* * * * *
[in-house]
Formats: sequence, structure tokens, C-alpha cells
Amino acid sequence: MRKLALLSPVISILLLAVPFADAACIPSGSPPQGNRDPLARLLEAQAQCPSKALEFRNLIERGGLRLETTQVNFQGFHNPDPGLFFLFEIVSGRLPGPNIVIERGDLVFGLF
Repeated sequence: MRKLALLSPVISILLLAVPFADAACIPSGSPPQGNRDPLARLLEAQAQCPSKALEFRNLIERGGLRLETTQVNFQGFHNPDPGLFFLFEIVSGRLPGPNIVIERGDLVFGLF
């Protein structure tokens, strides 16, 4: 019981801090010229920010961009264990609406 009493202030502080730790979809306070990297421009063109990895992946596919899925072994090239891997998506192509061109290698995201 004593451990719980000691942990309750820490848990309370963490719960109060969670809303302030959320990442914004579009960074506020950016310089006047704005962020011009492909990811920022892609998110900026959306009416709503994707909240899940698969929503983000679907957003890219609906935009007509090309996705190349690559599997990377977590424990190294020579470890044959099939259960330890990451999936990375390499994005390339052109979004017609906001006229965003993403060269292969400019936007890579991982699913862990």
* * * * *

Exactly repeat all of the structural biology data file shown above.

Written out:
[in-house]
Formats: sequence, structure tokens, C-alpha cells
Amino acid sequence: MRKLALLSPVISILLLAVPFADAACIPSGSPPQGNRDPLARLLEAQAQCPSKALEFRNLIERGGLRLETTQVNFQGFHNPDPGLFFLFEIVSGRLPGPNIVIERGDLVFGLF
Repeated sequence: MRKLALLSPVISILLLAVPFADAACIPSGSPPQGNRDPLARLLEAQAQCPSKALEFRNLIERGGLRLETTQVNFQGFHNPDPGLFFLFEIVSGRLPGPNIVIERGDLVFGLF
């Protein structure tokens, strides 16, 4: 019981801090010229920010961009264990609406 009493202030502080730790979809306070990297421009063109990895992946596919899925072994090239891997998506192509061109290698995201 004593451990719980000691942990309750820490848990309370963490719960109060969670809303302030959320990442914004579009960074506020950016310089006047704005962020011009492909990811920022892609998110900026959306009416709503994707909240899940698969929503983000679907957003890219609906935009007509090309996705190349690559599997990377977590424990190294020579470890044959099939259960330890990451999936990375390499994005390339052109979004017609906001006229965003993403060269292969400019936007890579991982699913862990």